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ABOUT NATTO, THE MYSTERY FOOD

Japan is a wonderful country if you're looking for good food, there's no doubt about that. After all, we are talking about the country whose capital city has the most number of Michelin-starred restaurants in the world. Japanese food is not only very delectable, but also easy on the eyes.

Japan is also a land of weird food. Maybe it is a difference in palates, but Japanese cuisine often features ingredients that people anywhere else in the world would not think twice before dismissing as "inedible." The most well-known example is probably "shirako," or to put it in laymen's terms, "fish sperm."

It is quite delicious, by the way.

If you are reeling in disgust from the thought of eating piscine genitalia, worry not. I am here to talk about, in my opinion, an even more repulsive food.

I am sure you have heard of natto. It is often translated innocuously as "fermented soybeans," and the Japanese would talk about the health benefits from eating natto. It is also ridiculously cheap: you can get three packs of natto for under 100 yen in supermarkets. Many Japanese eat natto every day - it is a popular dish!

 

That last part is a head-scratcher for me, however, because natto stinks. It is a bunch of overly sticky soy beans that weave webs when you try to pick them up with your chopstick, and it tastes like yesterday's socks.

NOTE: My opinion on this Japanese "delicacy" is purely subjective. You might find it to be the best thing since sliced bread, or you might even have had sliced bread with it.

I have a sneaking suspicion that the Japanese are pretending that they enjoy natto. They don't mean it. They try their best to put on an "oishii" face even though it's obvious they are hiding the pungency with karashi or other seasonings. It's all just a facade they put on because they don't want to offend whoever created it.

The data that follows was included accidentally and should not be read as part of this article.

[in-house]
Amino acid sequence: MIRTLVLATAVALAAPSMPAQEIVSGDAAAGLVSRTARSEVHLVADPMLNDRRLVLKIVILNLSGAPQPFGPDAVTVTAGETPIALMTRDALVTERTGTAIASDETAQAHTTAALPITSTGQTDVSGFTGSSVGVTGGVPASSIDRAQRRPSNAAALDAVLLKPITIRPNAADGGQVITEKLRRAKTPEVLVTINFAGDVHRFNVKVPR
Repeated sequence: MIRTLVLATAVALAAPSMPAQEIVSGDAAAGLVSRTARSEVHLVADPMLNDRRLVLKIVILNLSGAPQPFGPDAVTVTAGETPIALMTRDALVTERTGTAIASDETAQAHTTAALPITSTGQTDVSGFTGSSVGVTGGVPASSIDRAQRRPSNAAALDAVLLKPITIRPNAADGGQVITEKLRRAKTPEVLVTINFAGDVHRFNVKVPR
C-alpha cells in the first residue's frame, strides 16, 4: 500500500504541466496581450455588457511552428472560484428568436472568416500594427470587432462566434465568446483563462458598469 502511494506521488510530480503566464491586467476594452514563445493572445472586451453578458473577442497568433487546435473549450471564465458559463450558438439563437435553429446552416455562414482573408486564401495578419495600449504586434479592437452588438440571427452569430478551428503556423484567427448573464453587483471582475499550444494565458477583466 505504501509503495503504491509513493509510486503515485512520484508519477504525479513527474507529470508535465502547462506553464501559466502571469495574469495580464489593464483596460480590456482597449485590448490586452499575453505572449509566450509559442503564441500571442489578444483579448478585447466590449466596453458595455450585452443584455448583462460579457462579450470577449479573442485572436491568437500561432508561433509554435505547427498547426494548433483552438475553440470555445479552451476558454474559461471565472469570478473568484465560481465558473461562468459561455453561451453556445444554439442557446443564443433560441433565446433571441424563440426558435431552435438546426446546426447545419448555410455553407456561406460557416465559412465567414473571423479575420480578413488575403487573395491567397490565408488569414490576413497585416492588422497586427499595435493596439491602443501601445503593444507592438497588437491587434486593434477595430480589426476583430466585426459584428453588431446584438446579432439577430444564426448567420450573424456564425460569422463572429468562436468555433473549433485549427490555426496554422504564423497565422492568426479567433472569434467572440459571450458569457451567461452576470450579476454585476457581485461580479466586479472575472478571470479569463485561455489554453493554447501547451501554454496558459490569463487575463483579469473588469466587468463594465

So whoever created it must have been someone of power. I tried to research a definitive origin story of the dreaded soybeans, but it seems that the Japanese do not have a clear answer either. There are many theories involving how people "accidentally" discovered natto by preserving cooked soybeans in straw.

One version tells the story of a warlord and his soldiers who were traveling up north. One day when they were cooking soy beans, they got ambushed and had to pack the beans up in straw sacks and start fighting. After the dust settled, they revisited their food and discovered that it had turned into natto. Thinking that throwing away food is a waste ("mottainai" in Japanese), the warlord had the soldiers to eat it with him. He was said to have loved the flavor.

The soldiers? They either feared their boss so much that they had to fake liking it, or they actually really enjoyed it.

What makes me wonder is that in some version of the story, the warlord was simply offered natto by some locals, which implies that natto had been developed by some people in the past before it was widespread. Was it accidental? Could it have been intentional? How exactly did the Eureka moment come to those people? "A great idea hath crossed my mind; let us deliberately make soy beans go bad and so that we may taste them?"

This is some Stonehenge-level mystery I will never unravel.

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